triangles, occultism and water media

I've been listening to a lot of witch house, can you tell?

Here's some of the watercolor stuff I've been doing. I've lately been very into triangles, as I may have mentioned before. They started showing up on the throats of my figures, and I like how it looks, so we'll be seeing more of it. I've also been into occult symbols and the like. I've worked with them minorly before, but I really like what they add to an image--something like esoteric writing--and so I'll be using more of those, too. 

From the top:

Priestess is the earliest piece here. She's pretty simple, done in watercolor, India ink and gouache. Her design was based on a combination of occultism and '70s-ish graphic/fantasy illustration, which used a lot of solid areas of color for a look that's simple and linear so it's at once streamlined and modern while still evoking traditional fantasy. So that's what she is

The Universe is a double portrait, and done in a more detailed, traditional style. This was made using the usual mix of water media as well as some acrylic paints, which were watered down to the point of behaving like watercolors. I also used some interference paints, which add some nice iridescent detailsI had a lot of fun making this one. The sky was made my wetting the paper and basically letting the paint go wherever (not too much, though. I'm too much of a control freak for total abandon) and then forming cloud/nebula shapes by shading and highlighting the resulting forms. The costuming was probably the most fun. I used to draw costumes all the time--when I was a kid I would have reams of paper with these bizarre fashion innovations on them--and then somewhere in college I started painting nudes because SERIOUS ART or something. But there's so much you can do with clothing. From a conceptual standpoint, it adds to the characterization of figures. From a technical standpoint, it's a great way to practice a lot of textures. Here, I got to play with sheer fabric and fur, as well as metallic surfaces for the accents. Oh, and that's a dodecahedron on his brooch thing there. Hooray for Platonic solids!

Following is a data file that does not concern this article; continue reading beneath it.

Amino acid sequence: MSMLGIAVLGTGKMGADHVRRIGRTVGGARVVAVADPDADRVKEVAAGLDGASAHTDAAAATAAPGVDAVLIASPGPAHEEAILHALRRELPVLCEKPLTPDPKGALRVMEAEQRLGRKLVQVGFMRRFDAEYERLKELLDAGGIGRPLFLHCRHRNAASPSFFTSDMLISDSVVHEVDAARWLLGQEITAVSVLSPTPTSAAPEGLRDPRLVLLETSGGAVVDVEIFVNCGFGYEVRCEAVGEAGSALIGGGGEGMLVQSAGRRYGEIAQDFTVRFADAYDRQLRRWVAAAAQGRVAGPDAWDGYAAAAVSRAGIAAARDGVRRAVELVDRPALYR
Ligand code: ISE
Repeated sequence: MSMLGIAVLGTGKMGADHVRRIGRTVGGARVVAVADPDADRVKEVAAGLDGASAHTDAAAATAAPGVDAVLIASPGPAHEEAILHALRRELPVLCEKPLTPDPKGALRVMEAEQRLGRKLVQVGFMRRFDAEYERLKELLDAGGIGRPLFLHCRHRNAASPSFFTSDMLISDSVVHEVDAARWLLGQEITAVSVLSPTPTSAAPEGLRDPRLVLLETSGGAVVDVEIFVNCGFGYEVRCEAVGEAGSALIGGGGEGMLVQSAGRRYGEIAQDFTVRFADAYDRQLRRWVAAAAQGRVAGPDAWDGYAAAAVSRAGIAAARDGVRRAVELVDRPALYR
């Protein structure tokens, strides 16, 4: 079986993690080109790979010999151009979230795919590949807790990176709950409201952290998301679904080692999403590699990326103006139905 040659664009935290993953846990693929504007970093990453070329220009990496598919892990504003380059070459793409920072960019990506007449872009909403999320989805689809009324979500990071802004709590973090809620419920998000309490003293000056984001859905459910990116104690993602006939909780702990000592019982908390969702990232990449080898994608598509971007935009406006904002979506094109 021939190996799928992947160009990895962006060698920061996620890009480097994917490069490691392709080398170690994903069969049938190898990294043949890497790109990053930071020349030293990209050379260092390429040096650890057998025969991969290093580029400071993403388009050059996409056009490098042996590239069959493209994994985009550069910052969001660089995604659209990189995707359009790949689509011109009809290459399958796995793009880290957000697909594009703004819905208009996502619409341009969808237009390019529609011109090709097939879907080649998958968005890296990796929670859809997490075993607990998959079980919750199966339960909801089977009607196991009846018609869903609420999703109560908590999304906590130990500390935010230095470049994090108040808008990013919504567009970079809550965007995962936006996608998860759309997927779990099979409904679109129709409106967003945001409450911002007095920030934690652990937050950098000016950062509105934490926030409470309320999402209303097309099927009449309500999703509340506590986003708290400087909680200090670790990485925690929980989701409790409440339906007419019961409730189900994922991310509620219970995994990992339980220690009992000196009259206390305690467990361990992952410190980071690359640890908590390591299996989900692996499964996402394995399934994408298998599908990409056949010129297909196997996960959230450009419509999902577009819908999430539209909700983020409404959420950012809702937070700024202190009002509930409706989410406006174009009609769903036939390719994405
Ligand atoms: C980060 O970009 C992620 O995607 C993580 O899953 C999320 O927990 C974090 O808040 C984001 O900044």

Finally we have, um, this guy. Drawing a scantily clad man with a come-hither expression and a big fucking gun just sort of made sense one day, so here he is. This has more acrylic in it than The Universe, specifically the fluorescent colors that like to cause retinal damage but are fun anyway. I don't know where this came from, to be honest. I just wanted to do something uncomfortable on several levels. A friend came over and said that this picture "creeped him out." I said that if it creeped him out, then I did my job right. 

neon medieval nausea

Holy crap look at these

These are different, right?

Technically, they aren't done. They were created to serve as backgrounds for figures, and are painted in acrylics (although the black is actually India ink), because as much as I dislike acrylics for most things, they are really awesome for a few things, like fluorescent colors and flat areas of color. They also dry quickly and are water-based, which means that oil paints can be applied on top. So these are going to be populated with some medieval-style figures doing mysterious things. As those medievals are wont to do. 

These were inspired by the spiritual landscapes found in manuscripts like the Ebbo Gospels, which are 1,200 years old and incredible, as well as by landscapes in video games like Superbrothers Sword & Sworcery and VVVVVV. They are, I guess, kind of an evolution of Angelus, which was the initial endeavor into this concept. 

Also I've been really into geometry lately. 

I have, admittedly, warmed up to acrylics a bit. They might be fun to use as backgrounds for oil works, and they're nice to use like watercolors in washy, watery ways, too. The fluorescent paints (the pink and orange, in this case) are fun, too, but may cause retinal damage. The third one from the top was literally painful to complete. 

This is the order they go in. They seem to have a loose sort of narrative to them, though nothing too specific. The narrative element will become more apparent with the addition of the figures. It starts with a vision, moves onto a meeting, undergoes a journey, and finds a solution--that's the basic idea, anyway. I prefer to leave these things open ended. 

Currently, these have figures sketched out on them, but here they are in their pristine state. Don't look too long at that pink one, though.